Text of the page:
JENNY MCALLISTER - TRANSCRIPT - DOORSTOP INTERVIEW - PARLIAMENT HOUSE, CANBERRA - THURSDAY, 25 NOVEMBER 2021
11.58am | November 25, 2021
SENATOR JENNY MCALLISTER
SHADOW CABINET SECRETARY
SHADOW ASSISTANT MINISTER TO THE LEADER OF THE OPPOSITION IN THE SENATE
SHADOW ASSISTANT MINISTER FOR COMMUNITIES
AND THE PREVENTION OF FAMILY VIOLENCE
LABOR SENATOR FOR NEW SOUTH WALES
DOORSTOP INTERVIEW, PARLIAMENT HOUSE, CANBERRA
THURSDAY, 25 NOVEMBER 2021
SUBJECTS: Women’s safety; Labor’s announcement for a Family, Domestic and Sexual Violence Commissioner; Labor’s announcement for 500 new community sector workers
JENNY MCALLISTER, SHADOW ASSISTANT MINISTER FOR COMMUNITIES AND THE PREVENTION OF FAMILY VIOLENCE: Well, good morning. Today is the International Day for the Elimination of Violence Against Women. All around the country today, women will gather in vigil to remember the lives lost to violence by women around Australia.
Each year, on average, one woman a week is killed at the hands of a former or current partner. This is a national tragedy. It is a national shame. It requires sustained effort and action to reduce this right across the community.
It's why I was proud to stand yesterday with our leader Anthony Albanese, and announce new measures that Labor will enact should we form government, to help women seeking to leave a violent relationship. 500 new workers placed in community sector organisations around the country, who will stand beside a woman when she makes that most difficult decision to leave a violent relationship.
It builds of course on our existing announcements to build new affordable housing. 30,000 new homes across the country, 4000 of which will be dedicated to serving the housing needs of women escaping violence and older women at risk of homelessness.
We know too, that a job is enormously protective. By staying connected to employment when you are seeking to escape violence helps very significantly. That's why labour supports 10 days paid domestic violence leave. The International Day for the Elimination of Violence Against Women also marks the beginning of 16 days of Activism. 16 days of action to end violence against women. And there's a clue there in the word action because it is time for action.
This government has been remarkably slow to respond to the calls from Australian women for real action on this issue. They've had eight years to actually take this issue seriously. Instead, we've seen delayed announcements or worse an indifference to this policy area. Even now, we are still waiting for a revised draft national plan. It's not here, Senator Ruston said that this would be delivered sometime in November. Well, the clock's ticking. We've seen no sign of it. Back in May, the government announced new funding for the states and territories to provide community services to assist women escaping violence. That funding is yet to be rolled out. We learned in estimates that funding that was to go to these women’s legal centres, in fact was just handed over to the states without any meaningful caveats about where those funds were to be directed.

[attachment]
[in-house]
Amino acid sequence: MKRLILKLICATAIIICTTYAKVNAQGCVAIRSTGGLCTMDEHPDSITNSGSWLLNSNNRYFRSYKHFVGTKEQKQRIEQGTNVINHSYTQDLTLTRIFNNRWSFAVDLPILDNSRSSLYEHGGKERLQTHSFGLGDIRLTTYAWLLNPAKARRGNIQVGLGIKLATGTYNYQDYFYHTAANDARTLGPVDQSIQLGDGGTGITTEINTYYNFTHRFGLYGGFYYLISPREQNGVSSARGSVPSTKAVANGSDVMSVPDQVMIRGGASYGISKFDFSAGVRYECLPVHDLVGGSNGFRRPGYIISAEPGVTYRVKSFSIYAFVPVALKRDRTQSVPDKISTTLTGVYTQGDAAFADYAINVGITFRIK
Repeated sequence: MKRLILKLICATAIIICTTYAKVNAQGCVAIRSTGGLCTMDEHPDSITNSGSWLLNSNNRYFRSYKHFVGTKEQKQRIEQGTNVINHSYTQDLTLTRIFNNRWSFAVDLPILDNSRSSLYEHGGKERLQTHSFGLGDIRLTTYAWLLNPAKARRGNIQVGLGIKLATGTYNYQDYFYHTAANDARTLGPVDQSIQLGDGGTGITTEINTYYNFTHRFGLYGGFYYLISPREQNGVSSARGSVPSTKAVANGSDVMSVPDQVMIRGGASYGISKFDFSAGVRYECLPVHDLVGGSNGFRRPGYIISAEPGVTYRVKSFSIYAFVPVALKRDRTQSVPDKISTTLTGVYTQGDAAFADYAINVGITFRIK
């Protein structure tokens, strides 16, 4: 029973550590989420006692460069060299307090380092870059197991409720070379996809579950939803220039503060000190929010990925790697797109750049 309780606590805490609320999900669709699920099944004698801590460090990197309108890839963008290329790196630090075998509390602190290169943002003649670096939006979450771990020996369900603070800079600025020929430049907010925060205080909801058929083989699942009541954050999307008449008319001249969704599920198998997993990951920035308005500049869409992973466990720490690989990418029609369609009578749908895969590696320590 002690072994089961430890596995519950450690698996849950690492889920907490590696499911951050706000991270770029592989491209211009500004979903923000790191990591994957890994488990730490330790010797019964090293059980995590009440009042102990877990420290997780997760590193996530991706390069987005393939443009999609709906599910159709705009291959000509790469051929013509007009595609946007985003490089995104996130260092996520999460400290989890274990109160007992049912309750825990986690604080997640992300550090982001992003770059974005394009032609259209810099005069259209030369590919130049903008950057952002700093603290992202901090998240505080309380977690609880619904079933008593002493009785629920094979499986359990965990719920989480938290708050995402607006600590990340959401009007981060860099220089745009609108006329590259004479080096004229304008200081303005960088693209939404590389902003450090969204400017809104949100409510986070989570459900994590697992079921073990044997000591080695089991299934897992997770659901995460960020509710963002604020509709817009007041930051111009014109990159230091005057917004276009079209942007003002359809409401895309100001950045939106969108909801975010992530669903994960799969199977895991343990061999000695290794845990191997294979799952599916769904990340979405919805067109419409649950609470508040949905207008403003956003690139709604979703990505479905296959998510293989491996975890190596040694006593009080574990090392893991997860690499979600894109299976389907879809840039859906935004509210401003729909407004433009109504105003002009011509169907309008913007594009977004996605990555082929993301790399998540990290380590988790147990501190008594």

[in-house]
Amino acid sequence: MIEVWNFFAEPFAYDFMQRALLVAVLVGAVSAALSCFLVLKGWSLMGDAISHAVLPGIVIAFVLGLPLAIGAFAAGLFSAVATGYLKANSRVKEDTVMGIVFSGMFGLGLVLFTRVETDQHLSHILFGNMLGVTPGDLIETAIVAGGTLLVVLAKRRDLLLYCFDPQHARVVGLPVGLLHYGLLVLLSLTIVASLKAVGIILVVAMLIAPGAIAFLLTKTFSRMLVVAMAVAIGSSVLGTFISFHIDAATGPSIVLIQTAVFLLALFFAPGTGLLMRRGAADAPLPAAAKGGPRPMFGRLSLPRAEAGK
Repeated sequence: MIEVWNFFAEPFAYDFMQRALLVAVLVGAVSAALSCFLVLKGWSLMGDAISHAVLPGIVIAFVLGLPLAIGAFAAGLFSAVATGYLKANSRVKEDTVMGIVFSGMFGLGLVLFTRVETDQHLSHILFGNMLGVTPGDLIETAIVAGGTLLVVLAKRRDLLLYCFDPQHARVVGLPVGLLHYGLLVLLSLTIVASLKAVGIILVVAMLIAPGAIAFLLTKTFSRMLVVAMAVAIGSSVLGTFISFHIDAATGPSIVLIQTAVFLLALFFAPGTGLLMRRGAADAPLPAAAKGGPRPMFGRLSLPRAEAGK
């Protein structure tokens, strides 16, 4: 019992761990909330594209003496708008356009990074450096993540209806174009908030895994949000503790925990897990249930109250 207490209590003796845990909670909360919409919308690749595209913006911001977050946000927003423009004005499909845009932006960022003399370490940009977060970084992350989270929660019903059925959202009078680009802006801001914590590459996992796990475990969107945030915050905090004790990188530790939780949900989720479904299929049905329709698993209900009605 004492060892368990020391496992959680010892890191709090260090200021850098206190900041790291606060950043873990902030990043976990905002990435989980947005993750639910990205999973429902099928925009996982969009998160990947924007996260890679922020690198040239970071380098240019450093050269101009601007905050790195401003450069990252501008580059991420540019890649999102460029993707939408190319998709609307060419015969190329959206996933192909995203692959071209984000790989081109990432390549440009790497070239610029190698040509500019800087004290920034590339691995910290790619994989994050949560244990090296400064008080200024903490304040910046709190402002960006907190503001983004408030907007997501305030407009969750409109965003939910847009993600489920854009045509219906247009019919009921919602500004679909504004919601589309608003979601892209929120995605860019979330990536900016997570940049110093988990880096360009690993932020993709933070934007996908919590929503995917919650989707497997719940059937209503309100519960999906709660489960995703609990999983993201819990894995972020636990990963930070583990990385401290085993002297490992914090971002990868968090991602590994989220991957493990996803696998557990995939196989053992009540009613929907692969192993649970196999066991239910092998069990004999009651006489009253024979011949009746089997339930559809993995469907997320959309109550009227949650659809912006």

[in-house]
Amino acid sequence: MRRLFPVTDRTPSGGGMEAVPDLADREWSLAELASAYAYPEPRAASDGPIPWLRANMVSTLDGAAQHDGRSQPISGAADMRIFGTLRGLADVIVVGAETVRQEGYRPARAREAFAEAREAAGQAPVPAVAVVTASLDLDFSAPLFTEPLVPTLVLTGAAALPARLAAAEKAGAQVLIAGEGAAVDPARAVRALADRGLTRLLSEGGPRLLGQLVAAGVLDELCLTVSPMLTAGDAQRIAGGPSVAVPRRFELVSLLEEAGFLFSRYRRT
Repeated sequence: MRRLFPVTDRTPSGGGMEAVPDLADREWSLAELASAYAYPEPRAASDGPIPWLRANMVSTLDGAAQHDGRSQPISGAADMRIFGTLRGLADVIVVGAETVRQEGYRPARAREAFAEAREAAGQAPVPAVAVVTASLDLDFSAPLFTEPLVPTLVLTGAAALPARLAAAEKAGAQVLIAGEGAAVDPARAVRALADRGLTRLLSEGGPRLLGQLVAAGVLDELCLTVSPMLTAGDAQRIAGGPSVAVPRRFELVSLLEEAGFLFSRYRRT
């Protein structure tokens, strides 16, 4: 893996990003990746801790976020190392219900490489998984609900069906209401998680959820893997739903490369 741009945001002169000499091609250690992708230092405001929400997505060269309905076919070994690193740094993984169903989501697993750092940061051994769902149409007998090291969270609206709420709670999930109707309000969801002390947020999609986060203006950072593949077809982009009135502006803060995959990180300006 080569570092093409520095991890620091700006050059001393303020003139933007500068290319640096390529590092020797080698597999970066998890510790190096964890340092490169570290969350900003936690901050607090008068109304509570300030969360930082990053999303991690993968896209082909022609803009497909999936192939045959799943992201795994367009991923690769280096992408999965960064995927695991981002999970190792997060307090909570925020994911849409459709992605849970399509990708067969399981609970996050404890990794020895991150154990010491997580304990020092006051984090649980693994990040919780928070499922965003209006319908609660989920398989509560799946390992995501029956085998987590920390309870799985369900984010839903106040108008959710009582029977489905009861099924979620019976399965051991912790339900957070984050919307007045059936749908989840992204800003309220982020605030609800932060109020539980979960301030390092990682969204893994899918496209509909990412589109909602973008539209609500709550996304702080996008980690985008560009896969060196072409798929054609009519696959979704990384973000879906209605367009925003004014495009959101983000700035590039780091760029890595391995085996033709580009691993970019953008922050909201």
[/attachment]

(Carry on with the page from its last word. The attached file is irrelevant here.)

These rushed policy decisions are not good enough. The 16 days of action should be a sign that the government could take real action. We have actually attended too many vigils. We have lost too many women. It is time for action.
JOURNALIST: One of the most important parts of ending violence against women is investing in primary prevention. What would Labor do in this area.
MCALLISTER: Labor established the First National Plan to Reduce Violence against Women and their Children and prevention was a key part of the architecture we established. Labor set up our watch the national body that works on prevention. Unfortunately, the energy around that project has really languished over the period of this government. We are looking in the next national plan for a real commitment to bolstering the resources of the prevention activities that Our Watch and other organisations are looking to undertake.
JOURNALIST: Would you see that happening in schools? Would you put [inaudible]? How does that work?
MCALLISTER: Our Watch has a framework which can be used in a range of settings. They've thought about how to involve schools, how to involve businesses, how to involve sporting clubs in prevention. It's a really key area of policy where we can make a difference.
MCALLISTER: What is needed is a person within the government who can hold the government to account for progress against the National Plan. My observation is that at present there is no single point of truth in relation to that question. It is quite difficult to get information from the government about where they are up to with plan implementation. Labor's plan for a Family, Domestic and Sexual Violence Commissioner will see that person have responsibility for monitoring plan implementation and making public information about that available.